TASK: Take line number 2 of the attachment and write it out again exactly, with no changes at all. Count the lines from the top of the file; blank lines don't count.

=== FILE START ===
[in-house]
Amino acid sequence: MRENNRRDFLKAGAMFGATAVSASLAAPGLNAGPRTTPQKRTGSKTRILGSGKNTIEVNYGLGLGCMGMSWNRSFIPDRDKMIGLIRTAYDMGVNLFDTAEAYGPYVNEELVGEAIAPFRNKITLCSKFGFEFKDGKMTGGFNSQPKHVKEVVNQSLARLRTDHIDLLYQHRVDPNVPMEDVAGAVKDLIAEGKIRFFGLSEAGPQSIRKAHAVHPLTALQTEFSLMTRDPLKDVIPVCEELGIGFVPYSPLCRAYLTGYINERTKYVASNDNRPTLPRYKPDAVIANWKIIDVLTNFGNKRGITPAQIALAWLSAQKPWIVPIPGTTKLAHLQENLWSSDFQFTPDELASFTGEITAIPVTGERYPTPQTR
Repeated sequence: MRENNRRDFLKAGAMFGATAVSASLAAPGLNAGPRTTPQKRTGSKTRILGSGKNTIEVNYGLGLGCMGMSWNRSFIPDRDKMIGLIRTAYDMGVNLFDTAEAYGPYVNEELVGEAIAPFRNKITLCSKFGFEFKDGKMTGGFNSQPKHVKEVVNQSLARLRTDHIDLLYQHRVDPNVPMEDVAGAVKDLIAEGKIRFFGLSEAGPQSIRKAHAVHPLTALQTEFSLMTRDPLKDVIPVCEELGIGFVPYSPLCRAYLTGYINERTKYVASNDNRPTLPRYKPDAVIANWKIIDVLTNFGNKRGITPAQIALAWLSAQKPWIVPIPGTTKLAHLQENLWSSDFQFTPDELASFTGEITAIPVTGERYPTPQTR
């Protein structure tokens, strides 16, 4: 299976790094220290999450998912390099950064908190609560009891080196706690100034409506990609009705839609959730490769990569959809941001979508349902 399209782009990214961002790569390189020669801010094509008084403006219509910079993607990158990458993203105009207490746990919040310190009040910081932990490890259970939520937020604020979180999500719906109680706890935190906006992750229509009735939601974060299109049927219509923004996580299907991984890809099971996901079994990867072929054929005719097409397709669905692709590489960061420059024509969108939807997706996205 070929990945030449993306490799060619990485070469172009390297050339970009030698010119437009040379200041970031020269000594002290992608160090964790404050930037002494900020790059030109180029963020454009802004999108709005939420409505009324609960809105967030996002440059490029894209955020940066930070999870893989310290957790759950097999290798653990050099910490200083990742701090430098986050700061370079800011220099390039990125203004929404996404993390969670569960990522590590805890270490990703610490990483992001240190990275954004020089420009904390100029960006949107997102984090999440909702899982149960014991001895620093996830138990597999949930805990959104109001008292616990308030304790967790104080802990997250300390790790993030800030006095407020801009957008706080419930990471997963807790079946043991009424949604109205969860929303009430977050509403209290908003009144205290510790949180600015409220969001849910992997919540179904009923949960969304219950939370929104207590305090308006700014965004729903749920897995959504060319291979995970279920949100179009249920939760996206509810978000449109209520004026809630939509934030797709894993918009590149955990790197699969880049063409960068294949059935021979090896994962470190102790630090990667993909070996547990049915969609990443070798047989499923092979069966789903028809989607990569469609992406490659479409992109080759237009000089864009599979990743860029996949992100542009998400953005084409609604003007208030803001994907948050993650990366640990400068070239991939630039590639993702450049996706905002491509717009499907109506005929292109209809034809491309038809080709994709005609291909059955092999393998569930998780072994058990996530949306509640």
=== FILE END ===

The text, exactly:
Amino acid sequence: MRENNRRDFLKAGAMFGATAVSASLAAPGLNAGPRTTPQKRTGSKTRILGSGKNTIEVNYGLGLGCMGMSWNRSFIPDRDKMIGLIRTAYDMGVNLFDTAEAYGPYVNEELVGEAIAPFRNKITLCSKFGFEFKDGKMTGGFNSQPKHVKEVVNQSLARLRTDHIDLLYQHRVDPNVPMEDVAGAVKDLIAEGKIRFFGLSEAGPQSIRKAHAVHPLTALQTEFSLMTRDPLKDVIPVCEELGIGFVPYSPLCRAYLTGYINERTKYVASNDNRPTLPRYKPDAVIANWKIIDVLTNFGNKRGITPAQIALAWLSAQKPWIVPIPGTTKLAHLQENLWSSDFQFTPDELASFTGEITAIPVTGERYPTPQTR